Faculty members in the California State University system are alleging that high student-to-mental health counselor ratios on campuses is harming some of the system's neediest students.
The California Faculty Association points to data they gathered that suggests all but three of the 23 campuses have ratios significantly higher than what’s recommended by experts.
“It is a growing crisis and a risky underinvestment,” said Jeff Andreas Tan, clinical psychologist at Counseling and Psychological Services, CSU San Bernardino.
The workload for his ten counselors, he said, is now about 1,800 students per counselor, he said, and that means that the large proportion of Latino, black, and other non-white students who are dealing with anxiety, depression, and other issues are likely receiving less service than they need.
The International Association of Counseling Services, the Virginia-based group that accredits higher education counseling services, recommends campuses have a ratio of one mental health counselor for every 1,500 students in order to provide adequate follow up services and so that students don’t have to wait too long for services.
“Last semester the waiting list got to be as many as 200 waiting to receive services,” said San Jose State student mental health counselor Richard Paul Francisco. “Some of the students will wait for about a month until we get them in for a one on one session.”
But those students who are in urgent need of counseling can get it right away.
The student population at his and other campuses, he said, is not the stereotypical one of generations ago that came to campus to devote themselves fully to their studies and left the issues of home behind.
He recalls Vietnamese-American students he’s counseled who talk about the difficulty of balancing their studies with their parents’ expectations.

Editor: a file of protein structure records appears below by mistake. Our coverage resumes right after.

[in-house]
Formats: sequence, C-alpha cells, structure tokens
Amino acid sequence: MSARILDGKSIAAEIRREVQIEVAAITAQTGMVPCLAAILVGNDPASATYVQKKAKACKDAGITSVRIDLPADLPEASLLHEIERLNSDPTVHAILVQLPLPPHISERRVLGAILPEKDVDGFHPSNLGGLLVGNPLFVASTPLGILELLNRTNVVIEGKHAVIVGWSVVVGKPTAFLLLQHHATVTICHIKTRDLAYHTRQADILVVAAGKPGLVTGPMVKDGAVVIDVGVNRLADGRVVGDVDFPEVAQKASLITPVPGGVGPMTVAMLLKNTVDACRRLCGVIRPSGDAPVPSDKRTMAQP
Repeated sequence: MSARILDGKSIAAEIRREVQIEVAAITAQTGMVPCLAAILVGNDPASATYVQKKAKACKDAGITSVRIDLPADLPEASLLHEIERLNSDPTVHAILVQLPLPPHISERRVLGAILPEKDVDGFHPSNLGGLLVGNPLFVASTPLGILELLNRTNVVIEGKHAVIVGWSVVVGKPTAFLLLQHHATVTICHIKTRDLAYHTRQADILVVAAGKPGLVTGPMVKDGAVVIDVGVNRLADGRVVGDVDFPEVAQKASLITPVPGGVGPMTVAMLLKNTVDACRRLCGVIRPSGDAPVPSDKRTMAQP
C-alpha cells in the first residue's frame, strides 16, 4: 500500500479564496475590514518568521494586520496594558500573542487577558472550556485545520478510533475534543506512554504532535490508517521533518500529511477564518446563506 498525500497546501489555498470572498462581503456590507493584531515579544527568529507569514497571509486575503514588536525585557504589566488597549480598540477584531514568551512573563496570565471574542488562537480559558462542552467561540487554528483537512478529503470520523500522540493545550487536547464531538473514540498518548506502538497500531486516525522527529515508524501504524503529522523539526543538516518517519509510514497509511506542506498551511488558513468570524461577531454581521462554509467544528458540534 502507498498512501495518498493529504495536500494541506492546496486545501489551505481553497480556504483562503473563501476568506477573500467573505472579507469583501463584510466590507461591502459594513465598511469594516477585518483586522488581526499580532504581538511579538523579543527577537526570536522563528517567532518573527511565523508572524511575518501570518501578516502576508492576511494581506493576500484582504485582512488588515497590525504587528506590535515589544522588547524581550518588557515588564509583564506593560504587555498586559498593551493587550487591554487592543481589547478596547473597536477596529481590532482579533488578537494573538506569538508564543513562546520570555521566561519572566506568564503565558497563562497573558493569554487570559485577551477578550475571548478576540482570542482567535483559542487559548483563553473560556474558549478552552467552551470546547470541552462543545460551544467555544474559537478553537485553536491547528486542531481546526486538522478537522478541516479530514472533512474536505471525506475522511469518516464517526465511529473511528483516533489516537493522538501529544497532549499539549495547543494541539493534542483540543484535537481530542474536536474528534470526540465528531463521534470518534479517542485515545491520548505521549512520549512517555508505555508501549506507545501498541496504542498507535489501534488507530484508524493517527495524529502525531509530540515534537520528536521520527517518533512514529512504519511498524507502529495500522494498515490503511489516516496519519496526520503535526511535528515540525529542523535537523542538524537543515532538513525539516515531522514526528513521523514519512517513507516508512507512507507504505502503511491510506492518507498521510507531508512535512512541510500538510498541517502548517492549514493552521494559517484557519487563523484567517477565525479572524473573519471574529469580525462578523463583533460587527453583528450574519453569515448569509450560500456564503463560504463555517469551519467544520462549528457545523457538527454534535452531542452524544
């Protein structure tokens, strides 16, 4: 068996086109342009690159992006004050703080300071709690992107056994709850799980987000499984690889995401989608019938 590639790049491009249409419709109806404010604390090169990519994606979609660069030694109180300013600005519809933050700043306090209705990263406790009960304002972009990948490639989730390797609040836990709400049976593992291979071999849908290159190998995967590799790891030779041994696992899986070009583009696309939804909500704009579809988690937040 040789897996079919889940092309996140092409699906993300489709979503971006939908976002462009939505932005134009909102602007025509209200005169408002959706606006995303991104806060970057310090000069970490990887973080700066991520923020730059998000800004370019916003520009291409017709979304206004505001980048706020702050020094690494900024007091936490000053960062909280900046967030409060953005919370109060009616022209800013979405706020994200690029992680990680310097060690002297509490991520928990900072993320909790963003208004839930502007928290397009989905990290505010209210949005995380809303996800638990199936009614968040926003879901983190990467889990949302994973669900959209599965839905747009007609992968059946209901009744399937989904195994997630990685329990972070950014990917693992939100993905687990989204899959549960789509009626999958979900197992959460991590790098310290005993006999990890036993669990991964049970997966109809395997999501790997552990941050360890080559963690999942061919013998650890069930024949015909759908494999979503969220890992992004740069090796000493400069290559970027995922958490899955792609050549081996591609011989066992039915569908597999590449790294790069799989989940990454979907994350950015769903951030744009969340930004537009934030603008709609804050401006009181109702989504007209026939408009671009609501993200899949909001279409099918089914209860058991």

“They expect the student to contribute to the household income through work, they expect the students to do things like babysitting, run errands, look after the elderly, so students are stressed to the max here,” he said.
California Faculty Association said that annual salaries for temporary mental health counselors is about $53,000 and about $77,000 for tenured counselors, and that’s leading many to leave their Cal State jobs to work in the private sector or at the better paid University of California.
Francisco and other faculty are set to talk about the effects of these ratios on students of color at an equity conference scheduled this weekend in Los Angeles. They’re bringing up the issue now because contract talks between the CFA and Cal State are stalled over the union’s request for a 5 percent salary increase.
The CSU chancellor’s office said it could not confirm the accuracy of the CFA’s ratios. A spokeswoman said the count appears to miss some counselors.
Cal State more students are starting their college careers with mental health issues and a five year-old mental health initiative is helping make sure the campus gets as many resources to them as possible.
“The initiative has made a significant contribution to the improvement of mental health on our campuses and beyond,” said CSU Assistant Director of Student Health and Wellness Programs Ana Aguayo-Bryant in an email. “It’s also helping to take away the shame and stigma associated with mental illness, creating a supportive campus environment focused on academic and personal wellness.”
Through the initiative, Cal State said, more than 17,000 students, faculty, staff, and community members have received mental health training.
Five years ago, the Proposition 63 ballot initiative allocated about $7 million for mental health services at CSU.
The initiative includes the Red Folder program that prompts Cal State students and staff identify a student in a mental health crisis and seek help.
The faculty association responded that training students and staff is no replacement for having tenured, full time mental health professionals on campus to make sure students are able to talk one on one with a counselor more than once a month.
The CFA’s data showed that the CSU Los Angeles and Fresno State have counselor to student ratios over 6,000 to one.
A CSULA spokesman could not confirm that ratio but said there are seven counselors and one psychiatrists working on the 22,856 student campus. And the campus is moving to add two more counselors.
CSULA has its own mental health initiative that, like the CSU program, increases resources such as peer counselors (currently 50, according to the campus) as well as the introduction of Remy, the campus therapy dog that helps “provide comfort, companionship, and a soothing presence.”